Thursday, September 5, 2013

Two New Chapbooks from Brooklyn Arts Press

in review

These books are available from:
Brooklyn Arts Press
154 N 9th St #1
Brooklyn, NY 11249

Dear Mark: poems by Martin Rock. 43 pages. (Brooklyn Arts Press, 2013)

This is a series of poems addressed to Mark Rothko. The poems are intricate, with a fine sense of the anticipations that can occur at the edges of its short, transformative lines, where images upend themselves and become something else. The discrete, static images in these poems stand out more than the movements between them, yet most of the images in these poems are of moving things: sky, water, light. Then again, one could go through the poems and find an equivalent number of static things: earth, rock, pillar. So I won't go too far in characterizing the thematic of this book as "stillness versus motion." Instead, I will try to characterize the moods it invoked in me, or at least the places and times that seemed central to it. The poems are named after Mark Rothko paintings. Rothko (1903-1970), an American painter who immigrated to the U.S. at the age of 10, is famous for his use of one to four colors and arranging them into rectangular forms on the canvas. Some might call this minimalism, or abstract expressionism, but the idea is that there are usually two big rectangles, wider than they are tall, and that they have a complex relationship with each other. The paintings that lend their names to Rock's poems are dated from 1949-1968, and the prevailing imagery of the poems could be thought of inhabiting that historic frame. It is often referred to as "Post-war" or the "Cold War", and accordingly, Rock is also focused on this time period. He uses imagery evocative of the Holocaust, when European Jews were victimized by the Nazis, of mushroom clouds formed by atomic bombs, and related images of ashes, mass graves, or human bodies deformed or mutilated. But in this description, I am putting together imagery that is diffused throughout the book, so this may give a false sense that these poems are obsessed with the Holocaust, atomic bombs and all the terrors and horrors of those historical facts. Instead, I would like to emphasize that the poems are much more concerned with sculpting delicate lines of modulated colors and images that leave emotional and sensual impressions, rather than crying out danger, despair, and pain. There are also many cosmic dimensions to these poems: sun, earth, moon, black holes, worm holes, planets, matter. Then there is a Kabbalistic dimension: Golems, symbols, language taking on material qualities or bringing objects to life. The poems Dear Mark are careful, beautiful, musical, deft, skilled and sometimes puzzling, which in poetry is a good thing. The poems are also of a place and time that is our current day, and in Brooklyn, New York. Without delving too deeply into Mark Rothko's life, aesthetic, or the interpretations he favored among his viewers and appreciators, I would assume that the poems are direct responses to the paintings they have been named for. That would make this collection of 21 poems a study in ekphrasis.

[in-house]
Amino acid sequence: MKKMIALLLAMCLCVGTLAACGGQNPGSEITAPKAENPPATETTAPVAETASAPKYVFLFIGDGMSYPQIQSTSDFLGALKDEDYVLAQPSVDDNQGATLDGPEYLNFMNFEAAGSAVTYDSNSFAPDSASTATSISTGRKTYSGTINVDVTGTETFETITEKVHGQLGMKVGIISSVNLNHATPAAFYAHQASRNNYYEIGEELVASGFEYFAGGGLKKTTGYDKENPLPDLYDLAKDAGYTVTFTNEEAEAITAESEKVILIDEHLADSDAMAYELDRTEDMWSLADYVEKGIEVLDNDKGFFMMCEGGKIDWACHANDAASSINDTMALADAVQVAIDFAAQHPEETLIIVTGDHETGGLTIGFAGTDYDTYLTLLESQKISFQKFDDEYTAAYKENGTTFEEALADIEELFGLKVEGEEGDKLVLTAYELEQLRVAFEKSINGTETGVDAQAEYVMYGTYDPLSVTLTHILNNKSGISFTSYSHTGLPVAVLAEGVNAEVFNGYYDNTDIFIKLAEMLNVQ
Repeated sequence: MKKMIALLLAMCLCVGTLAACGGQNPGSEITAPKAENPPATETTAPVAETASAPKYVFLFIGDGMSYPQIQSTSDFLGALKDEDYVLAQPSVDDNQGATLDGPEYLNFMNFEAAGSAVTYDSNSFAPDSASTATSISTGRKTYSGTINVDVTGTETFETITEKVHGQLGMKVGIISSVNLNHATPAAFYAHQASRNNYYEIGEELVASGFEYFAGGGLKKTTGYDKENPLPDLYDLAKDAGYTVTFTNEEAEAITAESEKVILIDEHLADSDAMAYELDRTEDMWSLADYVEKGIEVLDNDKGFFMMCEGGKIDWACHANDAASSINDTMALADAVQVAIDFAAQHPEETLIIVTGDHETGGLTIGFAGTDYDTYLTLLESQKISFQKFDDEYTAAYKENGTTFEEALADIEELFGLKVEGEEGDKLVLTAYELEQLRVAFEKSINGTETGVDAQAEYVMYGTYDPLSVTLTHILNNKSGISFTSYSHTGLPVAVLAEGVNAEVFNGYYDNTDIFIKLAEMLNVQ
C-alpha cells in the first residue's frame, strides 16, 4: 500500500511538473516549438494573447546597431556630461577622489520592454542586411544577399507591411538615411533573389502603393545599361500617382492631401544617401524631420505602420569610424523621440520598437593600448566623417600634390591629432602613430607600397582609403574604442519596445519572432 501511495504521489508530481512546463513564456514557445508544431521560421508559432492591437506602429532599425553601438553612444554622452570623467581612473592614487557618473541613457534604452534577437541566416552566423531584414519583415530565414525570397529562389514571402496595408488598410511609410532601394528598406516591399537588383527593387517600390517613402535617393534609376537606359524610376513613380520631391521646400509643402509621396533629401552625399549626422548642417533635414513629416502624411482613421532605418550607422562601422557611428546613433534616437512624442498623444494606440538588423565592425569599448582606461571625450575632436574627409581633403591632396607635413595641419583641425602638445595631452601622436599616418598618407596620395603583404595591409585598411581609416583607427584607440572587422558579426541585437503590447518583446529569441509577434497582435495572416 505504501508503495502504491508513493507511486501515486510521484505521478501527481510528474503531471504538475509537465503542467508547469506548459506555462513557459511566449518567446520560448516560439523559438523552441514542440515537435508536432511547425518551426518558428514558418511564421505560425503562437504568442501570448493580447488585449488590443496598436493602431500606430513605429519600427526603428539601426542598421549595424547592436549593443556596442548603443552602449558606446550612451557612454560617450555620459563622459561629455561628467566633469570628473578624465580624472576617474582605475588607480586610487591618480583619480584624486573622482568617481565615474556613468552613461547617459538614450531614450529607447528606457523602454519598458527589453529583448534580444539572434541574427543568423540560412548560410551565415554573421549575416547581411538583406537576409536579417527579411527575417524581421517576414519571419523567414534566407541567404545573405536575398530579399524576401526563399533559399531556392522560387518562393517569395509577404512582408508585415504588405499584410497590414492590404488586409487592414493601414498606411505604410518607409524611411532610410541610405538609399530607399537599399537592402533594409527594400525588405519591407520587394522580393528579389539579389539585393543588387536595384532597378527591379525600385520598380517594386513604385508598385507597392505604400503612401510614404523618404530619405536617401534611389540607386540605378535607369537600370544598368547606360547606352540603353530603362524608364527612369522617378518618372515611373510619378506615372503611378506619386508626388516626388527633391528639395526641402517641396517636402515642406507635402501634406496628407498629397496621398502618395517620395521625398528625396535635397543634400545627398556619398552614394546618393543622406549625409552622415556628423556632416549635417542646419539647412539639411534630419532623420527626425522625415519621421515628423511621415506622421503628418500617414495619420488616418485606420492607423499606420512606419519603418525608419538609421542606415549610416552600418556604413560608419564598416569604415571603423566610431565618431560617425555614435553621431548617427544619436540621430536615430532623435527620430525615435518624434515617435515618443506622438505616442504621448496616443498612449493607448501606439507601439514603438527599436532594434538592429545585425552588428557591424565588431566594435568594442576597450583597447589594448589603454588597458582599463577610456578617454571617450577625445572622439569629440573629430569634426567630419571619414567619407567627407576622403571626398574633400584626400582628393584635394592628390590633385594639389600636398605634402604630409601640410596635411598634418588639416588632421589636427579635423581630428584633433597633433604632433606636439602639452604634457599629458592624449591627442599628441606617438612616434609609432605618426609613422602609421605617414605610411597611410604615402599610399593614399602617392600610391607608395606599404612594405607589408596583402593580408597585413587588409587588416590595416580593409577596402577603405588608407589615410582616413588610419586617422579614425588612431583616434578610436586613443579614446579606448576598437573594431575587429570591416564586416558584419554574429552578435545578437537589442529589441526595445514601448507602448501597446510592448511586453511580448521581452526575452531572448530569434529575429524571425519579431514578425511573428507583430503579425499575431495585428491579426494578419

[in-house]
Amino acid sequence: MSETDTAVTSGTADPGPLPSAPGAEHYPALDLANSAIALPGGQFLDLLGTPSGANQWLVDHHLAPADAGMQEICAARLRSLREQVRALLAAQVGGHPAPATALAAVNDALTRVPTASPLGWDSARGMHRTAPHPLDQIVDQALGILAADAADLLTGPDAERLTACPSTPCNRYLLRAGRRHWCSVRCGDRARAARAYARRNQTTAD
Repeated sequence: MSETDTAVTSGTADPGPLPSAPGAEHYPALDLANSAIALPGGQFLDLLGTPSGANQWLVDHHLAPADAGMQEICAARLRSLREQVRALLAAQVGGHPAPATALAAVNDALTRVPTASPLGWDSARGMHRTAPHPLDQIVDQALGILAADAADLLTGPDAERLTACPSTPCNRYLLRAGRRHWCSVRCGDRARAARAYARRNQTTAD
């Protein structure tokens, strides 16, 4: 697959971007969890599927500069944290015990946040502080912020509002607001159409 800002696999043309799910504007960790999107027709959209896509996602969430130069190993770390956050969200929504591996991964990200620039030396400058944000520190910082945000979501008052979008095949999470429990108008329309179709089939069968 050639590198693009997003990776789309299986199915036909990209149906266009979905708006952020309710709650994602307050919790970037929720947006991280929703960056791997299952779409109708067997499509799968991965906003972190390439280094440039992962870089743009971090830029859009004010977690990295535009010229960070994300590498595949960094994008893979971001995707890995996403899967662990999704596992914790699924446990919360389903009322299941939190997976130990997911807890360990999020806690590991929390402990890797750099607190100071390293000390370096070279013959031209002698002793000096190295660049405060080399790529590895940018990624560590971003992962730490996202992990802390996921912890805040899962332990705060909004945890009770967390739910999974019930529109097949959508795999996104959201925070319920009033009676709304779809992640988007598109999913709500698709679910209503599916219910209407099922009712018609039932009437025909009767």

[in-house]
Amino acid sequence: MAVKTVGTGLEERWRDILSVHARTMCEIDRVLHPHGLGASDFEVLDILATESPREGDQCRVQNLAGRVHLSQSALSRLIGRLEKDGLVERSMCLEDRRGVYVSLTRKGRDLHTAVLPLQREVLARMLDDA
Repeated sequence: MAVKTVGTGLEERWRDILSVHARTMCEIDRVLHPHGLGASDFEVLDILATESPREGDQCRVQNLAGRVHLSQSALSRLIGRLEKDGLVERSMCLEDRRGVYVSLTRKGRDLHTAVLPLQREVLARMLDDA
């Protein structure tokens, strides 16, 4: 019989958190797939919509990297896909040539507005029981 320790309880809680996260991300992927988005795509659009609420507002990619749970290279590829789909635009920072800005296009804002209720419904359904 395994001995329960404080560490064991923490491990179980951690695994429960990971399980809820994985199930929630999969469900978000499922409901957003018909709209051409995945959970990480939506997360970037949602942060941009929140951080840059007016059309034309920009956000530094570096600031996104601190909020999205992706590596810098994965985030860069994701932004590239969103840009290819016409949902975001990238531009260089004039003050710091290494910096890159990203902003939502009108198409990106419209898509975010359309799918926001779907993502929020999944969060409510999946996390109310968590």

Attached Houses by Michelle Gil-Montero. 40 pages. (Brooklyn Arts Press, 2013)

This is a chapbook of 18 poems, each with its own distinct music, gesture and ambiguity. There is within them the recurrent imagery of houses, especially of windows and curtains that yield to light and wind, or become clouded over and still. These are poems that demand careful attention, as the complexity of Gil-Montero's prosody runs parallel to a precise, if not obscure, vocabulary. There is a style here that plays hide-and-seek with sense and pattern. I find that I often want to read her lines musically, but then stagger over broken rhythms or find an inconsistent delight in the book's many metrical surprises. As I read and reread the poems, I did not feel set free as in "free jazz," but found myself insisting on a meter that almost isn't there, but somehow is, not unlike the way e.e. cummings would take iambic pentameter in strict quatrains and free them across the page. An example (from the poem "Sequence").